Political Notes: April 2012
A new director for the Carl Vinson Institute of Government, recommendations from the Election Advisory Council and applause for the No Child Left Behind waiver.
New Director: Laura Meadows
Meadows Appointment: Laura Meadows has been named director of the University of Georgia’s Carl Vinson Institute of Government, having served since July as interim director.
Meadows, a former commissioner of the Georgia Department of Com-munity Affairs and former assistant secretary of state for the State of Georgia, joined the Vinson Institute in 2009 as associate director of the training division, which works with state and local government officials and staff.
In announcing the appointment, UGA Vice President for Public Service and Outreach Jennifer Frum praised Meadows’ leadership and experience.
Answers & Questions: Secretary of State Brian Kemp’s Election Advis-ory Council came up with a final re-port and recommendations (sos.ga.gov/ GAEAC) that that the General Assembly amend the process by which independent and “political body” candidates can qualify to be on the ballot and permit county election offices to store records electronically.
The council also recommends several items for consideration by a General Assembly legislative committee, including whether the current majority requirement for election victory should be changed to a plurality requirement and whether qualifying fees for the legislative races, set at $400 since 1970, should be increased.
The council suggests creation of a Georgia Election Code and State Election Board Rules Review Committee to study, among other things, whether the phrase “moral turpitude” requires a specific definition in the election code.
Applauding Waiver: U.S. Sen. Johnny Isakson added his voice to the chorus praising the U.S. Department of Education’s decision to grant Georgia a waiver from the “No Child Left Behind” requirements.
Isakson, who helped draft the original legislation as a member of the U.S. House of Representatives, says, “It is time to make changes based on what we have learned.”
In September, he joined State School Superintendent John Barge in making the waiver request.
No Super Surprises: In addition to giving Former Georgia Congressman and House speaker Newt Gingrich his only Super Tuesday win, Georgia voters were kindly disposed to Sunday alcohol sales. In DeKalb, Cobb and Richmond counties, among others, voters overwhelmingly said yes.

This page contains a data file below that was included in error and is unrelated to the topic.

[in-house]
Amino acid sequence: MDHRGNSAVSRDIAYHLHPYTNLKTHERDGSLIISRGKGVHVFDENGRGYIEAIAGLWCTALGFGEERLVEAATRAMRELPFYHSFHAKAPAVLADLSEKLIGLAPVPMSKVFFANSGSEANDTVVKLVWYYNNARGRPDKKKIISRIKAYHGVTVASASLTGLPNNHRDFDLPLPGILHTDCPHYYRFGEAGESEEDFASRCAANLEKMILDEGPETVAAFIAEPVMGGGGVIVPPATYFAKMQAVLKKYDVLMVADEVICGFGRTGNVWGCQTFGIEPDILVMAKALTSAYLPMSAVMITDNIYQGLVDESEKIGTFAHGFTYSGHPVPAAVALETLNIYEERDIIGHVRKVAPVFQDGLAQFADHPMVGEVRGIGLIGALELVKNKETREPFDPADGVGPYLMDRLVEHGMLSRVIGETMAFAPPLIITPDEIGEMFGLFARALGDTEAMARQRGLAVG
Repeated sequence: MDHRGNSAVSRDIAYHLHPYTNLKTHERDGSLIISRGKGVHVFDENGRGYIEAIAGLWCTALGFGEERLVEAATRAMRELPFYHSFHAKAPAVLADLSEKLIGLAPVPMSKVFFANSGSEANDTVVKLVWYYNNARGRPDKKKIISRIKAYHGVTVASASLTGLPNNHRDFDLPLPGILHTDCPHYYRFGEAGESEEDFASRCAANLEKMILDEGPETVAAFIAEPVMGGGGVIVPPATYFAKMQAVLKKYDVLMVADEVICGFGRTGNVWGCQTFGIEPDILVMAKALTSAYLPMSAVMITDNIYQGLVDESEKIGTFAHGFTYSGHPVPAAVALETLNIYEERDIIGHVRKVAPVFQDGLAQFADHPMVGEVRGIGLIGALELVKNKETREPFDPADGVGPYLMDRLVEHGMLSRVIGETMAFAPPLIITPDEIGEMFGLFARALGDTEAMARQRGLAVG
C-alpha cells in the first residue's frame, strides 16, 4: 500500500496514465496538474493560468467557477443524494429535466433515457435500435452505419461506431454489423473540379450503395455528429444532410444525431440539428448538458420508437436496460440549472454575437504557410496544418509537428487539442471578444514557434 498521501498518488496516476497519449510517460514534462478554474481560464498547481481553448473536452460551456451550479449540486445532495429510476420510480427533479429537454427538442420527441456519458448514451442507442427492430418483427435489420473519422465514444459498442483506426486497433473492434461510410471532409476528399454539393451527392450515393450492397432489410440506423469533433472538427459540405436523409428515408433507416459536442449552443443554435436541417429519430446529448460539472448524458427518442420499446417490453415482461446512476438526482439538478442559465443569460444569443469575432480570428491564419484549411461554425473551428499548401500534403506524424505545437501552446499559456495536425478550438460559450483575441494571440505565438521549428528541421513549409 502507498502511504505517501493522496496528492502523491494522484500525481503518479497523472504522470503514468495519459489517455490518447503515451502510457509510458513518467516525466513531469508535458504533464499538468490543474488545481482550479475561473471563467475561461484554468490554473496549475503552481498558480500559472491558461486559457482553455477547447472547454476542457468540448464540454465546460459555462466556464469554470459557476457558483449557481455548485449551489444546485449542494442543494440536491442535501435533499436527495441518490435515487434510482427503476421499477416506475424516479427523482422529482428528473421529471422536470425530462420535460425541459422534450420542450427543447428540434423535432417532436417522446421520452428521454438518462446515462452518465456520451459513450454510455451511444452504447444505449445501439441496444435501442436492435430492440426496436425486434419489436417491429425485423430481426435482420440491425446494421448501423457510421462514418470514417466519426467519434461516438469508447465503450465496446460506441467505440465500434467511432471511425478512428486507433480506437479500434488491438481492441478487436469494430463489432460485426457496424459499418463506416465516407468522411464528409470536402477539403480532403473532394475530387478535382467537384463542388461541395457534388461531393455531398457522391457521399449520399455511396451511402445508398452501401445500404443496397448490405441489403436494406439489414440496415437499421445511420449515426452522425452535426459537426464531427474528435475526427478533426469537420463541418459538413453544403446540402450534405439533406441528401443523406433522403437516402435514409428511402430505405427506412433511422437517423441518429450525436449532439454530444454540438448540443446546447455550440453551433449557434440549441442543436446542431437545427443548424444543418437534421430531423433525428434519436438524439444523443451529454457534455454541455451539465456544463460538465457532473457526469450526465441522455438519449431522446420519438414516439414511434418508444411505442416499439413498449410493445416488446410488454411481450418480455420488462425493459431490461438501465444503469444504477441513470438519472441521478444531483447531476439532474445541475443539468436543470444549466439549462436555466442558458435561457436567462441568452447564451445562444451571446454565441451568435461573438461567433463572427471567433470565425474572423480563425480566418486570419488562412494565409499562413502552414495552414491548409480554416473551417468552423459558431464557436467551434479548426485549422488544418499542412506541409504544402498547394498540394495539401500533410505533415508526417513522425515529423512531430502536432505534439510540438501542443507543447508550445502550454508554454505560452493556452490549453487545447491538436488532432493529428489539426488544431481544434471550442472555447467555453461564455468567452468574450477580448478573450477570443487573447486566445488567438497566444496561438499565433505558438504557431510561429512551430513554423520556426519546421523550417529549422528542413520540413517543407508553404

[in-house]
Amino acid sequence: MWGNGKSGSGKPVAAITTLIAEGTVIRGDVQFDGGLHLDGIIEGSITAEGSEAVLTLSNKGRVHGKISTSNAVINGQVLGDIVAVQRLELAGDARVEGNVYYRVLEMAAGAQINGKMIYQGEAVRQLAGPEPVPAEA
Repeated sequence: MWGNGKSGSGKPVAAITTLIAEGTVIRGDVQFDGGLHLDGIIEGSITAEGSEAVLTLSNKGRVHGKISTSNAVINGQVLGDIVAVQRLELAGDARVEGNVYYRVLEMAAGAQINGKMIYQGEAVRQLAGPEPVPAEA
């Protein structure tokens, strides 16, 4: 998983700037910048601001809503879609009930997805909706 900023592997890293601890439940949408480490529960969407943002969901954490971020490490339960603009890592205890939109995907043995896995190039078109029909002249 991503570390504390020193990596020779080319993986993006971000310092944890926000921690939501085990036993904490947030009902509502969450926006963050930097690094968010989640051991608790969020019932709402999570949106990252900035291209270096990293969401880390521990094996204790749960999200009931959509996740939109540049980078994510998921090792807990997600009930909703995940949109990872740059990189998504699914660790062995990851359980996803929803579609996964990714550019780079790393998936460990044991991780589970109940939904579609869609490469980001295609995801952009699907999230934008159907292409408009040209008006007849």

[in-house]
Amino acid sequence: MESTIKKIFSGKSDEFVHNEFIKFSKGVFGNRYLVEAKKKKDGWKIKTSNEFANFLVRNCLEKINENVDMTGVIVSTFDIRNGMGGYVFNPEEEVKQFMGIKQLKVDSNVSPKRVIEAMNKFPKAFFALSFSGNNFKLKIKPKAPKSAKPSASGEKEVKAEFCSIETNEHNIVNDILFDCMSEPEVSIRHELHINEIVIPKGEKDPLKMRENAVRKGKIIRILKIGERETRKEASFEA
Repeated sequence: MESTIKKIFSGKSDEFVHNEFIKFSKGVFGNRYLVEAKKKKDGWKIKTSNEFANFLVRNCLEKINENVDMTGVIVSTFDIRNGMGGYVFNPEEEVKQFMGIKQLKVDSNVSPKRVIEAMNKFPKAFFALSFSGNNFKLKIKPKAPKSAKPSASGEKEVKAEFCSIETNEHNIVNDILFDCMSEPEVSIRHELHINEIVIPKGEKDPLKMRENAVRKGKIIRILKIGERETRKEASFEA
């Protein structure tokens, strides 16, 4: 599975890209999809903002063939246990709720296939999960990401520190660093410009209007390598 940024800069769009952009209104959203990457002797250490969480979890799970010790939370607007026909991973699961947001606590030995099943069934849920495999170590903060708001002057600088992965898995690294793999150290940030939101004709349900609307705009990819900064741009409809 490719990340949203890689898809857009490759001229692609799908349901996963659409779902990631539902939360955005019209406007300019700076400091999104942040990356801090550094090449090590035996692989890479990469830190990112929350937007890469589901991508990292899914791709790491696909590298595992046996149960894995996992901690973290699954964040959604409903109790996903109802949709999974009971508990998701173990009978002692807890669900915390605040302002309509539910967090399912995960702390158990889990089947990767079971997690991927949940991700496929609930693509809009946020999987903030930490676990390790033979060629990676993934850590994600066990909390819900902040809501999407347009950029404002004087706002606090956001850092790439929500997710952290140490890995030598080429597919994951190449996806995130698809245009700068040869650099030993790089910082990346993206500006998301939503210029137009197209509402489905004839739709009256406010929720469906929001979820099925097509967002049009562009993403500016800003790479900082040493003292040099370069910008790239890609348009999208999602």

Reproductive Rights Redux: To emphasize her opposition to HB 954 and what the House Democratic Caucus calls “the double standard on reproductive rights,” Rep. Yasmin Neal (D-Jonesboro) came up with a reproductive-themed bill of her own, HB 1116, that would prohibit vasectomies in Georgia.
HB 954, sponsored by Rep. Doug McKillip (R-Athens), seeks to criminalize abortions performed after 20 weeks (the current law says 26 weeks) and would eliminate mental illness as one of the threats to the mother’s health that can override the law.
Tongue firmly in cheek, Neal said of her anti-vasectomy bill: “There is substantial evidence that unregulated vasectomies result in fewer pregnancies and, by extension, fewer births. It is patently unfair that men can avoid unwanted fatherhood by presuming that their judgment over such matters is more valid than the judgment of the General Assembly.”
McKillip’s bill was expected to pass, but, not surprisingly, Neal’s died.
Garnishment Reform: Fairly early in this year’s legislative session, Gov. Nathan Deal signed into law HB 683, which revamps the way businesses respond to garnishment requests. The bill, which had support on both sides of the aisle, allows businesses to process garnishments via authorized personnel instead of having to hire attorneys.
The new law came as a result of a 2011 state Supreme Court decision that said the processing had to be done by lawyers.
The bill was sponsored by Reps. Wendell Willard (R-Sandy Springs), Richard Smith (R-Columbus), Andrew Welch (R-McDonough), Tom McCall (R-Elberton) and Robert Dickey (R-Musela). The Senate version, which passed unanimously, was sponsored by Sen. Charlie Bethel (R-Dalton).